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Let’s just agree… This year is a wild ride! If you had told me last year this time, that we’d be wearing masks in public daily, I would have just laughed it off. But here we are and it is not only masks and sanitizers that entered our daily vocabulary. Last week, Clicks pharmacy group opened their Covid-19 antibodies test to the public and I promptly made an appointment to go.

What exactly is a C-19 antibodies test?

First off, an antibodies test is not the same as a Covid test. If you think that you might have Covid-19, you will need to go for a PCR test (nasal swab). These tests use a polymerase chain reaction to determine if viral genetic material is present. In other words, if you test positive for Covid-19, the PCR test would have detected the genes of SARS-CoV-2, the virus that causes Covid-19, in your system.

The antibodies test (blood test), on the other hand, does not detect the presence of the coronavirus. It rather detects the proteins (antibodies) that our immune systems produce in response to SARS-CoV-2. Not a lot is yet known about the longevity of these antibodies. While we do know that they appear between five to seven days after infection, scientists are not sure how long they will remain present in our system, granting immunity.

In fact, BBC reports a rapid drop (26%) in people testing positive for antibodies between June and September. They fear that immunity might be fading and that there will therefore be a risk of catching the virus multiple times. They also report that antibodies among healthcare workers remained relatively high which the researchers suggest may be due to regular exposure to the virus.

Deciding to go for the test

Now, I know that I haven’t really spoken too positively about the test thus far. So you might be thinking, why waste the R200 to go through the process? There were quite a few considerations I had before making the appointment. Despite the inherent risks involved with visiting a clinic, there are almost no other risks involved with determining if you currently have antibodies.

According to Healthline; the test is recommended for persons who have Covid-19 symptoms but do not have immediate access to a Covid-19 PCR test. It is not recommended as a diagnostic tool. The information can, of course, be used by healthcare professionals to determine the broader immunity of the country or a specific region.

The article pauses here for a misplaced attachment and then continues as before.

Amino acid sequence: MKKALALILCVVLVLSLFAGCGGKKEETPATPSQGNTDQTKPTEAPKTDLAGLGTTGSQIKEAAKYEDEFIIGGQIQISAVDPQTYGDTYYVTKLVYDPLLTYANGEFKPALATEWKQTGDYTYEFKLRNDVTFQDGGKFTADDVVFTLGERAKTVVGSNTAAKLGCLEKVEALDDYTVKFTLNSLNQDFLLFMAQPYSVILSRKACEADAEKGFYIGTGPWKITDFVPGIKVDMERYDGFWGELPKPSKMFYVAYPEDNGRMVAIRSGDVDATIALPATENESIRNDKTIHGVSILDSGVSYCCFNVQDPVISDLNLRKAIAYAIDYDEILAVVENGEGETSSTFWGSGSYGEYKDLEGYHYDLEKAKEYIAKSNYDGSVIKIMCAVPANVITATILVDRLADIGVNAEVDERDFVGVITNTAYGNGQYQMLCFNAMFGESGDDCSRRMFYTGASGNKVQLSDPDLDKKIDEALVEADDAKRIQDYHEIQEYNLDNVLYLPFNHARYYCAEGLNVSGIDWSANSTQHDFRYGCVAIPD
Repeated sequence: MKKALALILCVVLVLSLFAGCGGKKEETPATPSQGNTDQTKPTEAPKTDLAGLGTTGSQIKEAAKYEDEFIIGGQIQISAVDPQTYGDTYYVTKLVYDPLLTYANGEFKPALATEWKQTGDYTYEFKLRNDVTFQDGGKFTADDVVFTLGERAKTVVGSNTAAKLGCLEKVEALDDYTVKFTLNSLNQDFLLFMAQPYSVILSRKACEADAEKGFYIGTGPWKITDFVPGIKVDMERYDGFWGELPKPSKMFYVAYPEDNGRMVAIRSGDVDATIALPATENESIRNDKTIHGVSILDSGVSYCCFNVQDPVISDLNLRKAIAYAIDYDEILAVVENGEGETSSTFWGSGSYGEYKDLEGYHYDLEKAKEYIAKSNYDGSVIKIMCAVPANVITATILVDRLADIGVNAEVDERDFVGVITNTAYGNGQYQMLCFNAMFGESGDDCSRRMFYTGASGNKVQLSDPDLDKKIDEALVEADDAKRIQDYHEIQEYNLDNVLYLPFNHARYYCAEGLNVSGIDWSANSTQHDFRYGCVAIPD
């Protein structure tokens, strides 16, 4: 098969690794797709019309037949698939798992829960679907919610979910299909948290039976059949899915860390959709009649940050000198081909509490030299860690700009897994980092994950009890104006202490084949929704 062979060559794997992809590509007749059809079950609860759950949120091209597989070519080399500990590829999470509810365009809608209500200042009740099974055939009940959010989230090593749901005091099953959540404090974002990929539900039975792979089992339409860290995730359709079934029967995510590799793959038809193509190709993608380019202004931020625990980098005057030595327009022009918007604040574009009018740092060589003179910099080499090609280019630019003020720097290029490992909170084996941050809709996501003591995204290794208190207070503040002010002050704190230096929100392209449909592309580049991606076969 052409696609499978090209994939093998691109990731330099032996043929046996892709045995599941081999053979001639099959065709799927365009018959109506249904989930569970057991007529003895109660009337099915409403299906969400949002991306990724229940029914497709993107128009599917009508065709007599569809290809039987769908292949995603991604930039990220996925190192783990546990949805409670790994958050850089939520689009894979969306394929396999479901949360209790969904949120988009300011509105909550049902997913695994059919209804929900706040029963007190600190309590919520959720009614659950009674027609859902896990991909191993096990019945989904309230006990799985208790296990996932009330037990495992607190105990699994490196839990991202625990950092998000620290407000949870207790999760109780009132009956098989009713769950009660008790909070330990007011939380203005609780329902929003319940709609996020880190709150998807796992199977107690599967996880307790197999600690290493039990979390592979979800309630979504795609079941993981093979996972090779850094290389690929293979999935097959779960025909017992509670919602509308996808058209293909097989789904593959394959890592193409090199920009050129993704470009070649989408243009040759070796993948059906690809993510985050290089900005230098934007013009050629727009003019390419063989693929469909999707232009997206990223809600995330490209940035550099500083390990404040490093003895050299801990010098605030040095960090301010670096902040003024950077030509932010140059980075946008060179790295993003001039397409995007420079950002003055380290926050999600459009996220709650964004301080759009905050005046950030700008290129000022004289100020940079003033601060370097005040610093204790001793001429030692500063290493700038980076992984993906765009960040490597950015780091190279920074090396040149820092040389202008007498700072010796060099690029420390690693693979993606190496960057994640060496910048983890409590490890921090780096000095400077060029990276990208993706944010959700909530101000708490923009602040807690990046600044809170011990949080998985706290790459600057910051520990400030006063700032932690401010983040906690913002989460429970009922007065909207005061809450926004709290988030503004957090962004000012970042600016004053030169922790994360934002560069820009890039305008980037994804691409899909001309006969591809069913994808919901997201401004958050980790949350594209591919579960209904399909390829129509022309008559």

For me, the decision was made without really any scientific backing. As soon as I read that these tests were available I immediately wanted to go. During the course of the year, I’ve felt so powerless and uncertain. Every time I’ve had a bit of a sore throat or fatigue, I feared the worst. Initially, as a healthy 20-something, I would never even have been considered for a PCR test, even if I did become ill.

I really saw this as an opportunity to at least get some info on the process to be able to use it in my own strategy against the virus. I reckoned that if I had antibodies present and have not been violently ill, I can confidently keep up my exercise and vitamin regime and if I had no antibodies present, I will take it as motivation to once again tighten the reins, diligently wear a mask, stay home and sanitize regularly.

How the test is administered

Like I’ve mentioned, I visited my local Clicks clinic for the test. You need to phone beforehand and make an appointment. The entire test takes about ten minutes and I was helped by a great nurse, willing to talk me through the entire process.

There is obviously quite some paperwork to go through before they are able to administer the test. Except for a declaration of health, you have to also agree to make the results available to the National Health Database. These tests are also not covered by most medical aids.

The test looks exactly the same as an HIV test. It is a small white device, but unlike the HIV test, it already has a blue line present. You then get a finger prick, whereafter a drop of blood is added to the device. A carrier fluid is then applied, to drive the blood through the device. If you have antibodies present a second red line will appear, if not just the blue line will remain. The results are immediate and you will know before going home. As mentioned, the test costs R200 at Clicks Clinics.


Free State-girl, living in Stellenbosch. Love to explore small towns, read in Afrikaans and everything pop-culture. My favourite yoga move is 'The Pigeon' and one day I'd like to own my own vintage cinema.

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